On February 7, 2015, Coach Dean Smith passed away. Several people have written remembrances of him, his coaching style, and his values. The Basketball Hall of Fame called Dean Smith a “coaching legend.”
My friend Tim Spiker is the son of former North Carolina Athletic Director John Spiker. Although he was young, he shared these words with me about his memories of Coach Smith’s standards and values—and I thought you’d enjoy them. too.
“It was the mid 1970’s…1974, I think. The North Carolina men’s basketball team had a young athletic trainer named John Spiker (and I was his preschool-aged son). At that time, North Carolina actually had a JV men’s basketball team. (They still do.) The team would load their bus at old Carmichael Arena (in the days before the “Dean Dome”) and ride over to have their pre-game meal at the cafeteria before heading out for road contests. On one occasion during that 1974 season, one of the JV players, Charlie Stalnaker, missed the team bus at Carmichael. Given the lay of the land, he ran through campus and literally beat the team bus to the cafeteria. But that didn’t solve the problem, at least not in Dean Smith’s program. Charlie was allowed to eat the pre-game meal, but that was the end of the line on that day. Because of his tardiness, Charlie wasn’t allowed to travel to the game and play. (I bet he’s never been late to a meeting the rest of his life.) When I asked my dad on Sunday what he remembered most about Dean Smith, he said, “His willingness to hold people accountable to good things.” Good things like being on time.
Meeting the Legend
“I got a chance to meet Coach Smith my freshman year at Purdue. We played them in Chapel Hill. It was a close game until about three minutes to go in the first half. Then they slapped the famous North Carolina run and jump trap on us, and before we knew what hit us, we were down about 15. We lost 78-50. I remember being so nervous to shake Coach Smith’s hand after the game. I recall saying something about how much I’d heard about him growing up, but it came out all jumbled and awkward. The practice we had when we returned to West Lafayette the next day was memorable as well — straight from the bus to the locker room and then on to the floor. Coach Keady was so upset with our lack of toughness against their traps that we had a section of practice where our coaches literally said, “We aren’t calling any fouls.” And they didn’t. That was because of Coach Smith and UNC.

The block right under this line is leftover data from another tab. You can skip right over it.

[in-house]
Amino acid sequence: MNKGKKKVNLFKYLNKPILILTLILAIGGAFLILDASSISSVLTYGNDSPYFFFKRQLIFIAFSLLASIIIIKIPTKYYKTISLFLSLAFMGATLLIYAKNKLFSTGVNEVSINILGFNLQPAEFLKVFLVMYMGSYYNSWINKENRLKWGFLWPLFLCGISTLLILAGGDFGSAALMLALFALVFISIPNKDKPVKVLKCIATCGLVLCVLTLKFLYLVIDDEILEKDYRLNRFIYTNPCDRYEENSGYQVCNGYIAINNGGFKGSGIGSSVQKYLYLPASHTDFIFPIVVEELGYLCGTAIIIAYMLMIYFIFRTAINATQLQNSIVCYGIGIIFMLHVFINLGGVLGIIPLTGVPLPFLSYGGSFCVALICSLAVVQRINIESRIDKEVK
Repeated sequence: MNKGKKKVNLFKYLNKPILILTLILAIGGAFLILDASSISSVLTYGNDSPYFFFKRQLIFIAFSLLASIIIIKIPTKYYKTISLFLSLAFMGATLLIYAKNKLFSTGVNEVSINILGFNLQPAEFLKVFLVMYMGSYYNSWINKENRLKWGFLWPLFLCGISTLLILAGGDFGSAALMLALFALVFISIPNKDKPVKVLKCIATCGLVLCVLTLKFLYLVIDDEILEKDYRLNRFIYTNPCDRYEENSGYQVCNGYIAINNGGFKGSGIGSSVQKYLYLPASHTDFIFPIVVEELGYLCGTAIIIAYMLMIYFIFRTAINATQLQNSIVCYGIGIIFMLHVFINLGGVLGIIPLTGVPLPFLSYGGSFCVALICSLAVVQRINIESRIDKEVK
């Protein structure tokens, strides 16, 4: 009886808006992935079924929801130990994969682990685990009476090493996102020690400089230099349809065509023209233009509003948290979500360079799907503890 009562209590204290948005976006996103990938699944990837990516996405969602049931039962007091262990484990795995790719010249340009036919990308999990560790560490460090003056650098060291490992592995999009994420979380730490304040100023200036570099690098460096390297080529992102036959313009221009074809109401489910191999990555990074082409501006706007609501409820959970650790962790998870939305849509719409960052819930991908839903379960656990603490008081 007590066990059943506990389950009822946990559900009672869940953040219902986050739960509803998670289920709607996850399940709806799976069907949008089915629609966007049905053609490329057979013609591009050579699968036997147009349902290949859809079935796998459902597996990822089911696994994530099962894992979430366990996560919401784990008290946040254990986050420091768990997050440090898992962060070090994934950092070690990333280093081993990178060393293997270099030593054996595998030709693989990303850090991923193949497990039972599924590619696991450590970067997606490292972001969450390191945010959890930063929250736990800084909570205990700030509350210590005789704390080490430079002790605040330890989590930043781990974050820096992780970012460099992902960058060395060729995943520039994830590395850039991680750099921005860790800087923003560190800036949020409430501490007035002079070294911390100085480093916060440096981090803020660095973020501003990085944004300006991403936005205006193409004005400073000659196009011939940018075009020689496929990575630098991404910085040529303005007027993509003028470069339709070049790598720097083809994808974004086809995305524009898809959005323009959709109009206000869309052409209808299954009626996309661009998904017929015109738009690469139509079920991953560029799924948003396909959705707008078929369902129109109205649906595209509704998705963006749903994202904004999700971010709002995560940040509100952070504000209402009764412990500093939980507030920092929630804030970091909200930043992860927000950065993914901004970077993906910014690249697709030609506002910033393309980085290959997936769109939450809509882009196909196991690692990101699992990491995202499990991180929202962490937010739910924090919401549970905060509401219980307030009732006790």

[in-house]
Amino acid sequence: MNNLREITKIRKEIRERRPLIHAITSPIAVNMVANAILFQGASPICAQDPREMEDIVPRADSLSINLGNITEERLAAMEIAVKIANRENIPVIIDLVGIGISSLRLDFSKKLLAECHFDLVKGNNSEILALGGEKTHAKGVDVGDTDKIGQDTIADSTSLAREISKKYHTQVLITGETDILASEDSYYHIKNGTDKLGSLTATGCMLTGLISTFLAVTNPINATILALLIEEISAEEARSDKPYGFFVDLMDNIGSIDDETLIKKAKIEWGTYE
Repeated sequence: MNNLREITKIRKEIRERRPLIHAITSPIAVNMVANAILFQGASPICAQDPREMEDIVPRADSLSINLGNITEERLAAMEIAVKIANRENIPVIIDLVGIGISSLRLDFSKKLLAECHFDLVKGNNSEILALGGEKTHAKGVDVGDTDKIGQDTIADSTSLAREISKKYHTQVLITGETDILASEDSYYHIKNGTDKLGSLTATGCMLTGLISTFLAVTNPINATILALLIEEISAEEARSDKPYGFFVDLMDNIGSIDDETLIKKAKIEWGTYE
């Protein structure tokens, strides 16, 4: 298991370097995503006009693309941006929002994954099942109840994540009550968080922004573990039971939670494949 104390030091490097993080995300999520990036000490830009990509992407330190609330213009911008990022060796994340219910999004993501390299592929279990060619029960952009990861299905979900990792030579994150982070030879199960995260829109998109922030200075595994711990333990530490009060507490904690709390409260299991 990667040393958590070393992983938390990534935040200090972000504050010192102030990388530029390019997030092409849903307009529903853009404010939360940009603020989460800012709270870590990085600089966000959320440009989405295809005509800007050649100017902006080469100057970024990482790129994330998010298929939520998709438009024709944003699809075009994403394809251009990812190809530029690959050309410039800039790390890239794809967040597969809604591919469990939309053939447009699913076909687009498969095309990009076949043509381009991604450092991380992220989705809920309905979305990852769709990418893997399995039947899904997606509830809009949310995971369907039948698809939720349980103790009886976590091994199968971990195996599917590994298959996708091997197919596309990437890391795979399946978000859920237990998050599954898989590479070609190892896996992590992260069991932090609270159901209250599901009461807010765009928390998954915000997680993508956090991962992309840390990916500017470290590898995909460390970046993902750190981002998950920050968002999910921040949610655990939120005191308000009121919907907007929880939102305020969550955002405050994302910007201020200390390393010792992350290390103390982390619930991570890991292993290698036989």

“Even if you set aside 879 wins, 11 Final Fours, and 2 National Championships, Dean Smith was great. 96% of Smith’s players graduated from UNC. His practices were run with military like precision. He was a champion for civil rights. And he was a deeply humble man. No wonder I was taught the Carolina fight song as a kid, even as I spent the vast majority of my childhood hanging around the athletic department at West Virginia University.
“In 1976, my father was given the chance to come home to West Virginia to help start the university’s athletic training program. When he went in to tell Dean Smith he was leaving UNC, Coach Smith’s first comment was about hoping we would find a good church in Morgantown (as we’d had there in Chapel Hill).
“It isn’t often that we get to be in the presence of greatness. For two years in the 1970’s, my dad certainly was. And though two years isn’t a long time, it affected how my parents raised us; it affected our entire family. I think that is how greatness works. It infiltrates everything around it even in a short period of time. In a world where terrible news of awful behavior travels around the globe in a moment, it is nice to be reminded that when we consistently make small but great decisions as Coach Smith did, good things can travel deep into the lives of those around us. Coach Smith had only won 293 of his 879 wins when my family left Chapel Hill. And yet, his positive influence in my family’s life was already embedded. His greatness didn’t come from his wins. He didn’t become a man worth following after his 600th, 700th or 800th win. He was that man all along. There can be greatness in small, daily decisions in life. There is more greatness in who we become than what we accomplish. Coach Smith’s passing has reminded me of these things.”
What Others Have Said…
George Karl on the man he was: “We look at him as a better person, as a better teacher of men than probably as a great coach. He was unbelievable how he stayed in our lives and held our hand in tough times and always remembered our children. … He was a giant of a human being.”
Mike Krzyzewski on one of his greatest opponents: “I can’t think of a time I’ve ever heard him blame or degrade one of his own players, and in return, his kids are fiercely loyal to him. He had a style that no one’s ever going to copy. To be that smart, to be that psychologically aware, that good with X’s and O’s – with that system, and to always take the high road – that just isn’t going to happen again. His greatest gift was his unique ability to teach what it takes to become a good man.”
Michael Jordan on his former coach: “He was more than a coach – he was a mentor, my teacher, my second father, who taught me not only about basketball but also about the game of life.”
Dean’s one firm rule was that if any of his players needed to talk to him, his assistant was to interrupt whatever he was doing, no matter how important it seemed. His players had to point to the passer after he made a basket. Smith believed you should live your life for reasons more meaningful than fame. You should never be proud of doing what’s right. You should just do what’s right.
This was Dean Smith’s legacy. May this be said of us as well.
Want to prepare athletes for excellence in sports and life?
Check out Habitudes for Athletes.